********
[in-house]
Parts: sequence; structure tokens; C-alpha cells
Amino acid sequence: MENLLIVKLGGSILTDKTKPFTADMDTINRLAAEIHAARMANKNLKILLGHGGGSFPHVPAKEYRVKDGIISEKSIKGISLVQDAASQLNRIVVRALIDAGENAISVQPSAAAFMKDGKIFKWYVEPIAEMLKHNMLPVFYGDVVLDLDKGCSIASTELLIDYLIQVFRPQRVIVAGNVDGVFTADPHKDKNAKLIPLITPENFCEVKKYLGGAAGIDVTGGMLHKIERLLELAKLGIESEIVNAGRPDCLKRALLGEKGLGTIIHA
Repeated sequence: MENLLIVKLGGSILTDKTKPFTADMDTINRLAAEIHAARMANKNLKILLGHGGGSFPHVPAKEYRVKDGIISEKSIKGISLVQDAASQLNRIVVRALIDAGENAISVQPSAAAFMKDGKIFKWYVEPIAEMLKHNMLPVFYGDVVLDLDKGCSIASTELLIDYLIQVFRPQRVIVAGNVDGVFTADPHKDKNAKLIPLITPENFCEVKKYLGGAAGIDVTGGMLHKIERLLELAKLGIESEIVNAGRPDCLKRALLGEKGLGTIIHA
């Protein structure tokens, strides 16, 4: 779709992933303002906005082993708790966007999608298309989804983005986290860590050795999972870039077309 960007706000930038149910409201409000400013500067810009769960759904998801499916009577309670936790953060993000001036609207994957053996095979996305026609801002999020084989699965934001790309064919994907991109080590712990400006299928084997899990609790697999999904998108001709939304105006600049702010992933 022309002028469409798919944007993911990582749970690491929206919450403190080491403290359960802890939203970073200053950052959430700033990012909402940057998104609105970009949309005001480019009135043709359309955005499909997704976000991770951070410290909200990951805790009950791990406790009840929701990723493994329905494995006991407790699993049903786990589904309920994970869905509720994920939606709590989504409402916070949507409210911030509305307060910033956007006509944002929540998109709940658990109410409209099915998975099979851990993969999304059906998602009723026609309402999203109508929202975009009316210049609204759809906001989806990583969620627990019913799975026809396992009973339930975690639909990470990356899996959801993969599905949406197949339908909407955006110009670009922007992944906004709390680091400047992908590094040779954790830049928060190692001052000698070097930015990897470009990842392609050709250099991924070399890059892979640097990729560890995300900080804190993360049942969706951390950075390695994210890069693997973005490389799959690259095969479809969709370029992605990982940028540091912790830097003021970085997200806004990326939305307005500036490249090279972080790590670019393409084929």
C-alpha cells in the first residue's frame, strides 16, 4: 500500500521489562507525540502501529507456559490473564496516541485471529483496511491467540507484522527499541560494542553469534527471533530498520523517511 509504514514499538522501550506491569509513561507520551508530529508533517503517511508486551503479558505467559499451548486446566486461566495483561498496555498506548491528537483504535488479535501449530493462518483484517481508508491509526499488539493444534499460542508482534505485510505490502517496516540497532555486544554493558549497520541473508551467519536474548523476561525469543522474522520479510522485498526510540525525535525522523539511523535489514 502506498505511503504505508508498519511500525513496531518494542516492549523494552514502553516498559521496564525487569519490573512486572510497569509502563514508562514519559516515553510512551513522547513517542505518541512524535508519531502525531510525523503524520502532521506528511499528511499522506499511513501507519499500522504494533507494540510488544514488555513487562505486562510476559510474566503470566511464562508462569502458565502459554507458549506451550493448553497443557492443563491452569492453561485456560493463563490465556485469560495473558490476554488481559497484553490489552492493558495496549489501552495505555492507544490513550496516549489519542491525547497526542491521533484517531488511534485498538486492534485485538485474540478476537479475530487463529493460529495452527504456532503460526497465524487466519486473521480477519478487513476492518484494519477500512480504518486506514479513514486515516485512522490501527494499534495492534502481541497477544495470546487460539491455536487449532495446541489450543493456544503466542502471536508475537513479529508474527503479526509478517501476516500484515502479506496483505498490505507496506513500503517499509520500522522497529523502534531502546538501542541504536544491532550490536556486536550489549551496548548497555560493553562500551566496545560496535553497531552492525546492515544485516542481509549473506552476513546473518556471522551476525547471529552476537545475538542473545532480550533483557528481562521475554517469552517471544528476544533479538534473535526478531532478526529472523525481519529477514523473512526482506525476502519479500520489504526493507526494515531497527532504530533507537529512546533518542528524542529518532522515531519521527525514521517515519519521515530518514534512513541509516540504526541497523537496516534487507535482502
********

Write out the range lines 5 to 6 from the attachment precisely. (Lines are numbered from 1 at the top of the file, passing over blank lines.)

């Protein structure tokens, strides 16, 4: 779709992933303002906005082993708790966007999608298309989804983005986290860590050795999972870039077309 960007706000930038149910409201409000400013500067810009769960759904998801499916009577309670936790953060993000001036609207994957053996095979996305026609801002999020084989699965934001790309064919994907991109080590712990400006299928084997899990609790697999999904998108001709939304105006600049702010992933 022309002028469409798919944007993911990582749970690491929206919450403190080491403290359960802890939203970073200053950052959430700033990012909402940057998104609105970009949309005001480019009135043709359309955005499909997704976000991770951070410290909200990951805790009950791990406790009840929701990723493994329905494995006991407790699993049903786990589904309920994970869905509720994920939606709590989504409402916070949507409210911030509305307060910033956007006509944002929540998109709940658990109410409209099915998975099979851990993969999304059906998602009723026609309402999203109508929202975009009316210049609204759809906001989806990583969620627990019913799975026809396992009973339930975690639909990470990356899996959801993969599905949406197949339908909407955006110009670009922007992944906004709390680091400047992908590094040779954790830049928060190692001052000698070097930015990897470009990842392609050709250099991924070399890059892979640097990729560890995300900080804190993360049942969706951390950075390695994210890069693997973005490389799959690259095969479809969709370029992605990982940028540091912790830097003021970085997200806004990326939305307005500036490249090279972080790590670019393409084929």
C-alpha cells in the first residue's frame, strides 16, 4: 500500500521489562507525540502501529507456559490473564496516541485471529483496511491467540507484522527499541560494542553469534527471533530498520523517511 509504514514499538522501550506491569509513561507520551508530529508533517503517511508486551503479558505467559499451548486446566486461566495483561498496555498506548491528537483504535488479535501449530493462518483484517481508508491509526499488539493444534499460542508482534505485510505490502517496516540497532555486544554493558549497520541473508551467519536474548523476561525469543522474522520479510522485498526510540525525535525522523539511523535489514 502506498505511503504505508508498519511500525513496531518494542516492549523494552514502553516498559521496564525487569519490573512486572510497569509502563514508562514519559516515553510512551513522547513517542505518541512524535508519531502525531510525523503524520502532521506528511499528511499522506499511513501507519499500522504494533507494540510488544514488555513487562505486562510476559510474566503470566511464562508462569502458565502459554507458549506451550493448553497443557492443563491452569492453561485456560493463563490465556485469560495473558490476554488481559497484553490489552492493558495496549489501552495505555492507544490513550496516549489519542491525547497526542491521533484517531488511534485498538486492534485485538485474540478476537479475530487463529493460529495452527504456532503460526497465524487466519486473521480477519478487513476492518484494519477500512480504518486506514479513514486515516485512522490501527494499534495492534502481541497477544495470546487460539491455536487449532495446541489450543493456544503466542502471536508475537513479529508474527503479526509478517501476516500484515502479506496483505498490505507496506513500503517499509520500522522497529523502534531502546538501542541504536544491532550490536556486536550489549551496548548497555560493553562500551566496545560496535553497531552492525546492515544485516542481509549473506552476513546473518556471522551476525547471529552476537545475538542473545532480550533483557528481562521475554517469552517471544528476544533479538534473535526478531532478526529472523525481519529477514523473512526482506525476502519479500520489504526493507526494515531497527532504530533507537529512546533518542528524542529518532522515531519521527525514521517515519519521515530518514534512513541509516540504526541497523537496516534487507535482502